Diploma mills and fake degrees continue to grow as a business thanks to a mix of incentives. This article is specifically designed for the consumer unclear on the differences between a real online degree program and a fake. Don’t be duped into believing that an online degree based on life experience is as valid as any other college degree. Empty marketing promises guarantee that a quick degree will land the next promotion or win the raise. But will it?
How do degree mills take advantage of so many people? Armed with very clever marketing tricks and the illusion of a viable business, it’s not difficult to see how thieves could make off with millions of dollars. The truth is diploma mills not only take consumers, they bamboozle even lawmakers and politicians. They are slippery and elusive and the laws regulating their businesses are flimsy to non-existent.
What most people fail to follow is their instinct. Culturally, we are conditioned to do the external research, check the facts, and make the list of pros and cons. We are less advised to let our instincts prevail. Really…do you believe a Bachelor’s degree sold to you based on the last five years of your work experience is as valid as a four-year term of study through a reputable online university? Of course it sounds good. And fraudulent universities make a very influential sales pitch; they puff you up and lead you to believe you’ve earned it. As hard as you may have worked to get where you are professionally, a real college degree comes with a significant amount of academic hard work over and above what you’ve done professionally.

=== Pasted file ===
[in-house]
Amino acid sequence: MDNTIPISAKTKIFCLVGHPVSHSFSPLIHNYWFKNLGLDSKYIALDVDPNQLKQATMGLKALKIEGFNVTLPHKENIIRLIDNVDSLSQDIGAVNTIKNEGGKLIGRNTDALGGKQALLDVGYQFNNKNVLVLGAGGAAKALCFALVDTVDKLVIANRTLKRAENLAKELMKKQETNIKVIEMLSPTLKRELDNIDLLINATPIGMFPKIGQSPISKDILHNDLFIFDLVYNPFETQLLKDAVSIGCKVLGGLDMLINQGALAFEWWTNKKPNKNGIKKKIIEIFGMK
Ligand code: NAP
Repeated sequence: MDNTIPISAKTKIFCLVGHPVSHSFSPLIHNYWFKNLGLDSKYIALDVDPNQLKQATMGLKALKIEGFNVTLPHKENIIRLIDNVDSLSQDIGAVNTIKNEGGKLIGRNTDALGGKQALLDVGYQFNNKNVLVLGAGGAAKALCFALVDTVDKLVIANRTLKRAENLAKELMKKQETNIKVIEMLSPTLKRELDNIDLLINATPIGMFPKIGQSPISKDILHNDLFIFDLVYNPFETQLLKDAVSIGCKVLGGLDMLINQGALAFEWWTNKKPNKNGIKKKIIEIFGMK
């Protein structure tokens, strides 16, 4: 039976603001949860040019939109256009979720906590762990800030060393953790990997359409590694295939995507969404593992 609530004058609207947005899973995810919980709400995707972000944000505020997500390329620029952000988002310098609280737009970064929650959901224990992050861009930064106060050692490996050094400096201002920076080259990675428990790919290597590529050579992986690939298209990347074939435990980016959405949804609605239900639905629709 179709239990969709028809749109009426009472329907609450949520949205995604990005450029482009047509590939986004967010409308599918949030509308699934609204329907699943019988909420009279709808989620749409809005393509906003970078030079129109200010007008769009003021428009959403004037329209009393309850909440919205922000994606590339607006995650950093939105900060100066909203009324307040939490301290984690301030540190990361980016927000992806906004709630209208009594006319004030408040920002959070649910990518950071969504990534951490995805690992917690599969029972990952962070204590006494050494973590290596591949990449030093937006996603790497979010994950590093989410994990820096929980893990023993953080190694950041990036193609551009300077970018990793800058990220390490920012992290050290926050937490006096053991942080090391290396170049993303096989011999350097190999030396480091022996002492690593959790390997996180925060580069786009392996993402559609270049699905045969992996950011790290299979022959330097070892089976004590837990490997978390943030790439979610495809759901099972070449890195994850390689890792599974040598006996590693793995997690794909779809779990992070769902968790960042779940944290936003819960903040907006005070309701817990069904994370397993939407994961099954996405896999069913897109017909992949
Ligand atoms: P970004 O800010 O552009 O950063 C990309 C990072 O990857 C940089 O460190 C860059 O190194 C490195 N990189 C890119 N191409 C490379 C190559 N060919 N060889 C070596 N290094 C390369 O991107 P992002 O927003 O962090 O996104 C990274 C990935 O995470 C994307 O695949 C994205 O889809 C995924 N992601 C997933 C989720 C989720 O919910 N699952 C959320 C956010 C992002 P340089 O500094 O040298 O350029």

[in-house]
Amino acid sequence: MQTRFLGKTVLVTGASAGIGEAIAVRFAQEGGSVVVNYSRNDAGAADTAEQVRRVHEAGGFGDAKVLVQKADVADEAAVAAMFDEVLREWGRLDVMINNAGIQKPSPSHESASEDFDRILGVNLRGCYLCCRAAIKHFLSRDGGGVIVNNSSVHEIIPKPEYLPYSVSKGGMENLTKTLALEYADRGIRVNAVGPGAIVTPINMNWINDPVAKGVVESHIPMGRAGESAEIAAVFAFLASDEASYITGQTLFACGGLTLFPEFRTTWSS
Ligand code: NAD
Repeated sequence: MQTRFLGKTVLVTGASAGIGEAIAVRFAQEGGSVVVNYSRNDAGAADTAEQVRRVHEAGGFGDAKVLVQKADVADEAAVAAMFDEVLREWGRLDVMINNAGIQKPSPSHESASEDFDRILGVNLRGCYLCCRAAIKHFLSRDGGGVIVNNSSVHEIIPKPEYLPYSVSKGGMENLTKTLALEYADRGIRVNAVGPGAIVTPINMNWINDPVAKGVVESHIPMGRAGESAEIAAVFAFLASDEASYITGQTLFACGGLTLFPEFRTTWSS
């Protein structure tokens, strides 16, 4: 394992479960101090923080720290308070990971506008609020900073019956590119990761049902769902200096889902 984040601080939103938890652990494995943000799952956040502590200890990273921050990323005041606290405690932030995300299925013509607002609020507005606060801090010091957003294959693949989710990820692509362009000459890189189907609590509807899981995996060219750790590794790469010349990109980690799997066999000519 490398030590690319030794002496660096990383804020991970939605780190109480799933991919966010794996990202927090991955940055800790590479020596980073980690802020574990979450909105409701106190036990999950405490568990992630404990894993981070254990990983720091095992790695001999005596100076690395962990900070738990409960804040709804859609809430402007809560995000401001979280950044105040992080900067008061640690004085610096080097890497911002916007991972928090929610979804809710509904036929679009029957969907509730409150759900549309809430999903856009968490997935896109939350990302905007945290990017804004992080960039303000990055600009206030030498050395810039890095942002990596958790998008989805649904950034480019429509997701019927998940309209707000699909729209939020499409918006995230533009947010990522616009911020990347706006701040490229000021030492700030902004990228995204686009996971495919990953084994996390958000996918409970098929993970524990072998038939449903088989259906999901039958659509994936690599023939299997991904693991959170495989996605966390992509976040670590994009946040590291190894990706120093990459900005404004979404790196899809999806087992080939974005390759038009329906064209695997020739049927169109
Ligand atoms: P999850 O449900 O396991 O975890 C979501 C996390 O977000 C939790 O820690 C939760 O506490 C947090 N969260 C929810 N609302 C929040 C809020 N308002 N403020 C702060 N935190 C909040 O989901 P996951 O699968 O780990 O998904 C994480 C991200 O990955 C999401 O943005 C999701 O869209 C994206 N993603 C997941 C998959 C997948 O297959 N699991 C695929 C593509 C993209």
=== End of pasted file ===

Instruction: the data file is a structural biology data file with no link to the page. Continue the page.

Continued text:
Online or not, a real college degree takes a term of time. Unless you are a genius-level student, a Bachelor’s degree will involve up to four years, a Master’s degree close to two and a Ph.D. may take several years plus a lengthy dissertation. Colleges lay out degree requirements in credit hours, which are weighted on courses and associated course work. And in most cases, students must also complete a list of required courses quite possibly unrelated to their major.
The Department of Education approves seven regional accrediting agencies that oversee the business of distance learning programs. Not all online programs are accredited, but it’s important to understand what credentials an accrediting body looks for when evaluating an educational institution. A host of institutional and educational factors are weighed, including:
Within these larger concepts lie concrete measurements such as lists of courses, degree requirements, admissions policies and standards, institutional government, support services, and faculty, educational, and institutional resources.
Radford University located in the foothills of the Blue Ridge Mountains in Virginia is an accredited public university that is well ranked in the U.S. News and World Report Guide to America’s Best Colleges. Radford’s name is well known enough that its alter-ego Randford University—an alleged diploma mill, also located in Virginia—chose to closely emulate the name, an intentional and common tactic among degree mills. This is where the similarity ends.